Health and Wellness Across the Lifespan

Children's Health & Wellbeing

TeEACH (opens in a new window)

The early years of a child’s life, commencing with pregnancy and continuing until the child is eight years old, comprise critical periods in which children are set on a trajectory that will impact their health, development and wellbeing across the lifespan.

TeEACH brings together researchers across the University who work in fields as diverse as paediatrics, physiotherapy, public health, education, nursing, business and social work. All TeEACH members are involved in research focused on supporting young children and their families.

Upholding the right to cultural connection for children in care.

  • Chief Investigators: A/Prof Rebekah Grace (WSU), A/Prof Amy Wright (University of Sydney), Prof Manjula Waniganayake (Macquarie University), Dr Pooja Sawrikar (Griffith University), Dr Stacy Blythe (WSU), Dr Fay Hadley (Macquarie University)
  • Partner Investigators: Ms Kathy Karatasas (Settlement Service’s International Limited)
  • Partner organisations: Settlement Services International Limited, Key Assets The Children’s Services Provider (Australia) Limited, Barnardos Australia, MacKillop Family Services Limited, Anglicare NSW South NSW West and ACT, Challenge Community Services, Wesley Mission, Children Australia Inc

A positive sense of cultural identity is critical to wellbeing, yet children in out-of-home care often lose their cultural identities and connections. There is little evidence to guide out-of-home care agencies to support a culturally meaningful foster care placement for non-Indigenous culturally and linguistically diverse children. This project tests promising practices identified by the partner organisations and research literature to produce an exemplary model of cultural care, with input from children, carers and birth families. Trial implementation in the partner organisations will inform guidelines and recommendations so that the model can inform policy and practice in out-of-home care across Australia.


Adolescent Health and Wellbeing

Young People’s Mental Health (opens in a new window)

In Australia, mental illness is the largest single cause of disability, with as many as one in 5 people aged 16 to 85 years experiencing a mental illness in any one year. While mental illness across the life-course requires attention, much of the mental illness experienced in adult life has its onset in childhood or adolescence.


End of Life Care

Understanding the End of Life Needs of CALD and Aboriginal Communities in Western Sydney Local Health District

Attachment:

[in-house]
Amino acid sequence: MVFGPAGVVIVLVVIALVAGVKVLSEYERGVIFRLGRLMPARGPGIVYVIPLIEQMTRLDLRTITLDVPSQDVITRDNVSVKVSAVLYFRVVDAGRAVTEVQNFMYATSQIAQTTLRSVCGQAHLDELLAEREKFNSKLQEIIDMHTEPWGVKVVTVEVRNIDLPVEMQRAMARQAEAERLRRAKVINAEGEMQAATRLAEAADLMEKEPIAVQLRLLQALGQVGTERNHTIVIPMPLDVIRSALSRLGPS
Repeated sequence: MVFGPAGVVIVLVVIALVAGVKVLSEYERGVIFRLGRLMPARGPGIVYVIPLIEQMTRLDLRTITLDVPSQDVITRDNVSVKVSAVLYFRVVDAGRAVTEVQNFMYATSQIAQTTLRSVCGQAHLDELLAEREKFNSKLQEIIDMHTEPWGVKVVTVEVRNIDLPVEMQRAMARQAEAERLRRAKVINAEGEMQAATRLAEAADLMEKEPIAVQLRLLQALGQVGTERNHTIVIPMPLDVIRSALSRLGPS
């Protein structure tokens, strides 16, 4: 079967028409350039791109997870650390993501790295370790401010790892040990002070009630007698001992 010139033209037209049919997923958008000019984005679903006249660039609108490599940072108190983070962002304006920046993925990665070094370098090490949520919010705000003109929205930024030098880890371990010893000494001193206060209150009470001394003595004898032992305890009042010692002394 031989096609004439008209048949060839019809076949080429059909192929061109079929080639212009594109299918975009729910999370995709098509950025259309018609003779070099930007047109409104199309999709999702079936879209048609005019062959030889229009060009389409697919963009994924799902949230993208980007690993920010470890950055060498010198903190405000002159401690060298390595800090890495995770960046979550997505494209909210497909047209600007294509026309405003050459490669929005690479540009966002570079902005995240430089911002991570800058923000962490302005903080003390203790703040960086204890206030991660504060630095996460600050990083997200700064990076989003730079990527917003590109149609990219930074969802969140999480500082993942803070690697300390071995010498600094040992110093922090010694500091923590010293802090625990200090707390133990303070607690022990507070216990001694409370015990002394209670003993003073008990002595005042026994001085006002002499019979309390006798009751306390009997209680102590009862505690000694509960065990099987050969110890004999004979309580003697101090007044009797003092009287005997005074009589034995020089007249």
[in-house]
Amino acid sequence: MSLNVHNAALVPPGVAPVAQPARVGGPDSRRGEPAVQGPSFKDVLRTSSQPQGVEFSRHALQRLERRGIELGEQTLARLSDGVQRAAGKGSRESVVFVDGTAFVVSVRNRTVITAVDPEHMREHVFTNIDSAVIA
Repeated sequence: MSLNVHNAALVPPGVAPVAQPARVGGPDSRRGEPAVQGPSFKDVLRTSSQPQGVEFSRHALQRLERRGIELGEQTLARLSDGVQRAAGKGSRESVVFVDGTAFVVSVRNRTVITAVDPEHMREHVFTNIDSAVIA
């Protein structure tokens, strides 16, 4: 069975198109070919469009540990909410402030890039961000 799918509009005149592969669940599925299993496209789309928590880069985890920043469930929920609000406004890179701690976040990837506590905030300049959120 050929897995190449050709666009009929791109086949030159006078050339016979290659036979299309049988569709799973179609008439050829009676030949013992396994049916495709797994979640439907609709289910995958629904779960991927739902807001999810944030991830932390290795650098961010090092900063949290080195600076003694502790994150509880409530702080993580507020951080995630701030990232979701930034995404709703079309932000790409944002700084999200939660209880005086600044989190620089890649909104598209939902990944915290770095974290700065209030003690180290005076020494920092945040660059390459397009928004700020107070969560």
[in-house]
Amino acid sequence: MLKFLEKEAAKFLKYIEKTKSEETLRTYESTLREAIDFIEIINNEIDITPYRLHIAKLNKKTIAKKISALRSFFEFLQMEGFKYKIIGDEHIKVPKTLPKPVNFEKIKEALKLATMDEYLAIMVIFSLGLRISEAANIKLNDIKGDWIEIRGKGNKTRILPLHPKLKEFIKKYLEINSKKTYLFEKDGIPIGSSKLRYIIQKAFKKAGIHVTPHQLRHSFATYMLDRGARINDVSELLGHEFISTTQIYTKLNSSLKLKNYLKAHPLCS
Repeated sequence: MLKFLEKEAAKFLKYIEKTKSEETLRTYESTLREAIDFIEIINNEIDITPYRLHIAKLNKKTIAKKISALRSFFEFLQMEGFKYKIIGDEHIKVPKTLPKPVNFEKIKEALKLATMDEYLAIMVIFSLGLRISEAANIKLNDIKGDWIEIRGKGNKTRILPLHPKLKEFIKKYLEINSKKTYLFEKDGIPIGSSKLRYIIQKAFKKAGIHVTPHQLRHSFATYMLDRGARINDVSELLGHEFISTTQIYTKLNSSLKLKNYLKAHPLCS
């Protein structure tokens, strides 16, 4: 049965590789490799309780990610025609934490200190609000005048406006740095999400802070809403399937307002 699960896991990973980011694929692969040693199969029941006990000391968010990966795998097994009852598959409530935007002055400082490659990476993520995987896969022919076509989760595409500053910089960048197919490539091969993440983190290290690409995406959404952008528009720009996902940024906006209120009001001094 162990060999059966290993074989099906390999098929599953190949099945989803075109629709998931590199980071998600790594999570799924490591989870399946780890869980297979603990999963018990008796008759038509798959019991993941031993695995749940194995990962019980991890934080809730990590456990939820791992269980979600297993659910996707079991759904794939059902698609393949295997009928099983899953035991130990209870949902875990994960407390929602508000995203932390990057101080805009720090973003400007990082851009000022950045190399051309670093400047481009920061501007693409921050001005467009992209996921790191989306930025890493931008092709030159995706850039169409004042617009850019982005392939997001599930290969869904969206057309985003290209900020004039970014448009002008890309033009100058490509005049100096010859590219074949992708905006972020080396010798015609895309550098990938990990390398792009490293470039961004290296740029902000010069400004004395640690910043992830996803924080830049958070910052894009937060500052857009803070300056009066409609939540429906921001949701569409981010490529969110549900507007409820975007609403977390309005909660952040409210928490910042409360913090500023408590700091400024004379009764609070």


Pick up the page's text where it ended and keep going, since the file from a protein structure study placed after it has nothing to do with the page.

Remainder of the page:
• Investigators: Professor Debbie Horsfall, Professor Rosemary Leonard, Dr Joy Paton
  • Funding: $300 000 over 2 years. Funded by Western Sydney LHD

The research is a joint project between Western Sydney Local Health District (WSLHD) and Western Sydney University’s (WSU) Caring at End of Life Research Team. It is a project in two stages. In stage one we will be using multiple methods, including the Death Literacy Index (previously developed by this research team), focus groups, in-depth interviews and photo-voice to develop our understandings of culturally and linguistically diverse (CALD) and Aboriginal people’s experiences of death, dying and caring and their needs, if any, for support and services. Elders of the relevant communities will work with us as co-developers of the research design. Informed by the findings of stage one stage two is the co-design of culturally appropriate, and safe, models of palliative care and support for Aboriginal and CALD communities. We are cognisant of the fact that Indigenous and CALD groups have been endlessly studied, with much of the research to date, either deliberately or inadvertently, adopting colonial assumptions, thus reinforcing power imbalances between the researchers and the researched (West et al., 2012). Some communities have described this approach as ‘structural violence’ (Atkinson, 2002). To help address this, the methodology is strongly informed by principles to assist in developing ethical practices for culturally safe research within Aboriginal and CALD communities. Participants in the research will have the opportunity to be part of the co-design work including the writing of the research report and the generation of recommendations. A book of photographs and narratives co-generated through the in-depth interviews will also be published alongside the more traditional research report. Individuals from each community will also have the opportunity to be co-researches as desired.